Commercial Interruption: Smokey and the One-Armed Bandit
Adam: Rousseau, nous vous avons à peine connu. And so ends the backstory of Danielle Rousseau, aka the crazy French chick. She came, she saw a giant black smoke monster, she conquered the rest of her group when they went crazy and needed shooting. As you rightly surmised, Thomas, Danielle and her story were fatalities of last year's writers strike (it's been a year already!), but it was nice getting at least a glimpse of her past, no matter how brief.
Plus we got a look at Smokey's lair, which appears to be that elusive Temple we've heard so much about. Must be why Ben sent Alex there last season -- it's got a huge "Beware of Smoke Monster" sign in the front yard, and must therefore be the safest place on the island. Unless, of course, you're a band of French interlopers ... then you get your arm ripped off, or you go crazy after you crawl into Smokey's cave. (Maybe they didn't go nuts, they just got converted into Otherdom? Quick, check how many toes those corpses had!)
But all in all, another preposterously entertaining episode, with many standout moments. What did you think?
Thomas: I had previously thought Smokey was some kind of magical island eraser making sure whatever "course corrections" needed to be made -- Keamy's mercenary team getting swallowed up in the blackness, for example -- took place in one fell swoop. (By the way, what's the best way to describe the noise Smokey makes? For something so lithe and snake-like, why in moments of pause, does it sound like my neighbor revving up his hedge trimmer?) But now, I'm really baffled about the Mystery Hole -- one John Locke almost got pulled into way back when.
So instead of time flu or some type of radiation exposure, the "sickness" turned out to be some Smokey-inflicted island madness. Interesting. We're also to believe that ol' Smokes actually inhabited the bodies of the loopy Frenchmen. When the Lone Armed Ranger is talking from the hole, that's Smokey luring the others for some zombified goodness, correct? Again, verrrrrry interesting. And finally, how soon until Dr. Richard Kimble shows up on the island looking for his nemesis. (OK, bad "Fugitive" reference.)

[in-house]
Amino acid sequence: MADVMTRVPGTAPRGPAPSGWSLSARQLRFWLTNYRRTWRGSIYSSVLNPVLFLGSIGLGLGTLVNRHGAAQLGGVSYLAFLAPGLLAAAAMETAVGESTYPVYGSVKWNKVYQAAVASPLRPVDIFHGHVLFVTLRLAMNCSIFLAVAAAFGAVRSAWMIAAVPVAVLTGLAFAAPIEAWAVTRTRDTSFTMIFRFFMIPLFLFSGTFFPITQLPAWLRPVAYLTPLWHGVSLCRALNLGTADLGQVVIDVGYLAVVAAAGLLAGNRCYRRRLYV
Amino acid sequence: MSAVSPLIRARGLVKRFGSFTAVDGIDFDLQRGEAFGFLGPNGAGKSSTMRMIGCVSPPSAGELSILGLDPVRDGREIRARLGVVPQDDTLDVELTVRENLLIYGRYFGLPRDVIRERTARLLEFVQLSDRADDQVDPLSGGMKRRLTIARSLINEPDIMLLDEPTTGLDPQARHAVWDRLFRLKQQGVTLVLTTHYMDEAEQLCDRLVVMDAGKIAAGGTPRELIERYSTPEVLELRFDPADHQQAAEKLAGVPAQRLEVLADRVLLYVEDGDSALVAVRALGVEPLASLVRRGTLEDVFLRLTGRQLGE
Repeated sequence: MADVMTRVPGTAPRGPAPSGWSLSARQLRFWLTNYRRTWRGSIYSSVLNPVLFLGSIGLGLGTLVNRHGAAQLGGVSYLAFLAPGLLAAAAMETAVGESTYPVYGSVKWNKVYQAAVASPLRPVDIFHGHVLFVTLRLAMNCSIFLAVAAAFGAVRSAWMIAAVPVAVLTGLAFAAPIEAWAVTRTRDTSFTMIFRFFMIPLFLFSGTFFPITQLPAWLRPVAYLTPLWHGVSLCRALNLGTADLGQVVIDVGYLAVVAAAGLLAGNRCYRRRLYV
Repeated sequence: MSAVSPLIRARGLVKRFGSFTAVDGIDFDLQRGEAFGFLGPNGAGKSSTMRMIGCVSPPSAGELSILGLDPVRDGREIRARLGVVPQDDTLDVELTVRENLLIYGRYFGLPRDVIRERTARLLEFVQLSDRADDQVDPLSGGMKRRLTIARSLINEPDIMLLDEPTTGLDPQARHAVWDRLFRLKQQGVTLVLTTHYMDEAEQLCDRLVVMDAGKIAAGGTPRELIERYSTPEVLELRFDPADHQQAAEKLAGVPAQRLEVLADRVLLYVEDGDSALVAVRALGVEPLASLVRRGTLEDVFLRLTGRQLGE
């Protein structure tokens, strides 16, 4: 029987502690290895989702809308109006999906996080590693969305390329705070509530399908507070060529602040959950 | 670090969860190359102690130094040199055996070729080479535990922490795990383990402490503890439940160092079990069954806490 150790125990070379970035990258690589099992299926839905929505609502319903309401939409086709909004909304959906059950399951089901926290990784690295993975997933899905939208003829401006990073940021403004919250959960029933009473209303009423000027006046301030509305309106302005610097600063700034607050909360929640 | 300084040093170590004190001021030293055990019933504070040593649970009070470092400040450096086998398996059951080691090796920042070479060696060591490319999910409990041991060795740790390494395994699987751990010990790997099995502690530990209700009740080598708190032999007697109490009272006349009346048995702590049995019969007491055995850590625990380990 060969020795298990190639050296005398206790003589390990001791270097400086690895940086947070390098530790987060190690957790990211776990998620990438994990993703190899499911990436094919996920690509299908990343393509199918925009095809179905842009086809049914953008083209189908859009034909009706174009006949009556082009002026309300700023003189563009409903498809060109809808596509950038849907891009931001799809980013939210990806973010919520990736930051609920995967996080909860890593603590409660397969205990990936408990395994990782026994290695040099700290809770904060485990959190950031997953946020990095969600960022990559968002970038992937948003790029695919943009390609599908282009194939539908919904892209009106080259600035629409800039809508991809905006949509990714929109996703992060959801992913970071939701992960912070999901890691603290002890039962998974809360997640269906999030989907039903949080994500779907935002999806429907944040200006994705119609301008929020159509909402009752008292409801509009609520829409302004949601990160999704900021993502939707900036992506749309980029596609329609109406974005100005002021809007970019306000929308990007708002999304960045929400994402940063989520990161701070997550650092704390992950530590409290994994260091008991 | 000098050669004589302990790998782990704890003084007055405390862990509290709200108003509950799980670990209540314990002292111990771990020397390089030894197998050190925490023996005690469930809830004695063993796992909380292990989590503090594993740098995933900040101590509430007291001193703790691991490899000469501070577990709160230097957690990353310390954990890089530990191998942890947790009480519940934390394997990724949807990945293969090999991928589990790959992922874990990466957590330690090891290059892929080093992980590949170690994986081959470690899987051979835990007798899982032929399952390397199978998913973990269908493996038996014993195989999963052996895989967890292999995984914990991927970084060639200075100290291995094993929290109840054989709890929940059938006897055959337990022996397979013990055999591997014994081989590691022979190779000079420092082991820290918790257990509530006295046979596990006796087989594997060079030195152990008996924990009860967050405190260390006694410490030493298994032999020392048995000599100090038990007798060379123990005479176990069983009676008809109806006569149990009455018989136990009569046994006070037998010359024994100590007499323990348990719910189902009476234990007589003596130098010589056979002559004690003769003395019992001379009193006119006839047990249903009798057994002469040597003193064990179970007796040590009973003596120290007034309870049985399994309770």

I think what grabbed me most from a nose-bleedingly good episode was the Locke-Christian Shephard discussion. Being a good Catholic school boy as a youngin', I instantly thought of the Stations of the Cross during their little heart-to-heart in the donkey wheel well. Not only is the sacrificial element of Locke's journey very Messiah-like, but after damaging his legs, Ghost Dad Shep refused to give Jesus Bentham the help he requested.
I seem to recall the Man from Nazareth (you know, instead of Tallahassee) questioning why he had to endure such pain, and such a god-awful weighty cross, by his lonesome. But he took the lashings. Wore the crown of thorns. Had those nails jammed into his hands and feet. It was his ... wait for it ... destiny! And, TA DA! He rose from the dead in all his white robed glory days later, just as we expect John Locke -- with fresh dome wax -- to do upon his coffin arriving at Cantor-Rainier (that's a reincarnation anagram on that A-Team van Ben is driving around) island when the O-6 make their triumphant return.
Ooh, and lest I forget, after that scene, Eloise Hawking's church is the next location we see. And if I'm not mistaken, that's a statue of Jesus in the foreground. I know I promised myself I wouldn't delve too deeply into random "connections" this season, but this was one chain that presented itself immediately to me.
And really, what is up with Ghost Dad? Is he the island spokesperson for Jacob? Should we read something into the fact that he arrived on mystery island in a coffin and is now roaming cabins with Claire and giving pep talks in underground wells? Locke's coming in a coffin, too. Coincidence? I think not!
Adam: Smokey's sound always kinda reminded me of a drawbridge being raised, or something else old and mechanical and composing of several rusty gears. I bet it's what the inside of Rush Limbaugh's head sounds like. (Zing!) Your theory about course-correction is interesting. Perhaps the Frenchies stated purpose of searching for the radio tower would've caused too much disruption, and that's why they needed to be taken out. Of course, Danielle ended up finding the tower and ending its repetition of The Numbers without any interference (I assume, of course, because we'll probably never see that.) The reason for other victims of Smokey's wrath -- 815's captain and Mr. Eko, for example -- would also need to be explained.